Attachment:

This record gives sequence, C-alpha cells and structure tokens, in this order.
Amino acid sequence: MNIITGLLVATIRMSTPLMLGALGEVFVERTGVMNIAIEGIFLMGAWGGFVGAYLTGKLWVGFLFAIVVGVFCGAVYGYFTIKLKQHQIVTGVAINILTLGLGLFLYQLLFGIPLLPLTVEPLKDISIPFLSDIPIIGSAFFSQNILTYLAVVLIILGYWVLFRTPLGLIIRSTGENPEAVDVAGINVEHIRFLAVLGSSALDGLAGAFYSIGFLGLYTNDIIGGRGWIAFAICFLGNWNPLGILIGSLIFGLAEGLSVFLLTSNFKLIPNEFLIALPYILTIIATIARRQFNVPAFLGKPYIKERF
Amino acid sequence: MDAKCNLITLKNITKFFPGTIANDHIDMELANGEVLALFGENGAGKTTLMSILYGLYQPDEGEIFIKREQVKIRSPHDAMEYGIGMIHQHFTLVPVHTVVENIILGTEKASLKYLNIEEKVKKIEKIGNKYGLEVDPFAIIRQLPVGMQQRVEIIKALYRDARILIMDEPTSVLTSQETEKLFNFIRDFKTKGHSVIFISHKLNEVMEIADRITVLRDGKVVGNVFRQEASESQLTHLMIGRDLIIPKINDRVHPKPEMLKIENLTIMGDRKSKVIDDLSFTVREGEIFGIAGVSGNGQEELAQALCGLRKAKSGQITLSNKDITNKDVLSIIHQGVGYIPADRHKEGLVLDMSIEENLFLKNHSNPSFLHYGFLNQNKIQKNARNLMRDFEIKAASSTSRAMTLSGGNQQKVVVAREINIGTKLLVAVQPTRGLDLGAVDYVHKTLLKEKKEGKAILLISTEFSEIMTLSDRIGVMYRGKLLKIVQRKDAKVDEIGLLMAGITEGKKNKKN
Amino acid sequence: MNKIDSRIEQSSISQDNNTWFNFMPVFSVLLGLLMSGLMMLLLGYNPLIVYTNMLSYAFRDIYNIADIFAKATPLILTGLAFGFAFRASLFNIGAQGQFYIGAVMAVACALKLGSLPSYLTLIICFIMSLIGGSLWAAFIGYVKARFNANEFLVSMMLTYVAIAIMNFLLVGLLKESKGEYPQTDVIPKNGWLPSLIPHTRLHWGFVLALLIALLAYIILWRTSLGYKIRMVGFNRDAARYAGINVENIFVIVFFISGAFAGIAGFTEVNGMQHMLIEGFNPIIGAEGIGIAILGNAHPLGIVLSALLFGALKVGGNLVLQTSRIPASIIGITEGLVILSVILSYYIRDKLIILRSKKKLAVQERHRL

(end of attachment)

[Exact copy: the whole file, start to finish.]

This record gives sequence, C-alpha cells and structure tokens, in this order.
Amino acid sequence: MNIITGLLVATIRMSTPLMLGALGEVFVERTGVMNIAIEGIFLMGAWGGFVGAYLTGKLWVGFLFAIVVGVFCGAVYGYFTIKLKQHQIVTGVAINILTLGLGLFLYQLLFGIPLLPLTVEPLKDISIPFLSDIPIIGSAFFSQNILTYLAVVLIILGYWVLFRTPLGLIIRSTGENPEAVDVAGINVEHIRFLAVLGSSALDGLAGAFYSIGFLGLYTNDIIGGRGWIAFAICFLGNWNPLGILIGSLIFGLAEGLSVFLLTSNFKLIPNEFLIALPYILTIIATIARRQFNVPAFLGKPYIKERF
Amino acid sequence: MDAKCNLITLKNITKFFPGTIANDHIDMELANGEVLALFGENGAGKTTLMSILYGLYQPDEGEIFIKREQVKIRSPHDAMEYGIGMIHQHFTLVPVHTVVENIILGTEKASLKYLNIEEKVKKIEKIGNKYGLEVDPFAIIRQLPVGMQQRVEIIKALYRDARILIMDEPTSVLTSQETEKLFNFIRDFKTKGHSVIFISHKLNEVMEIADRITVLRDGKVVGNVFRQEASESQLTHLMIGRDLIIPKINDRVHPKPEMLKIENLTIMGDRKSKVIDDLSFTVREGEIFGIAGVSGNGQEELAQALCGLRKAKSGQITLSNKDITNKDVLSIIHQGVGYIPADRHKEGLVLDMSIEENLFLKNHSNPSFLHYGFLNQNKIQKNARNLMRDFEIKAASSTSRAMTLSGGNQQKVVVAREINIGTKLLVAVQPTRGLDLGAVDYVHKTLLKEKKEGKAILLISTEFSEIMTLSDRIGVMYRGKLLKIVQRKDAKVDEIGLLMAGITEGKKNKKN
Amino acid sequence: MNKIDSRIEQSSISQDNNTWFNFMPVFSVLLGLLMSGLMMLLLGYNPLIVYTNMLSYAFRDIYNIADIFAKATPLILTGLAFGFAFRASLFNIGAQGQFYIGAVMAVACALKLGSLPSYLTLIICFIMSLIGGSLWAAFIGYVKARFNANEFLVSMMLTYVAIAIMNFLLVGLLKESKGEYPQTDVIPKNGWLPSLIPHTRLHWGFVLALLIALLAYIILWRTSLGYKIRMVGFNRDAARYAGINVENIFVIVFFISGAFAGIAGFTEVNGMQHMLIEGFNPIIGAEGIGIAILGNAHPLGIVLSALLFGALKVGGNLVLQTSRIPASIIGITEGLVILSVILSYYIRDKLIILRSKKKLAVQERHRL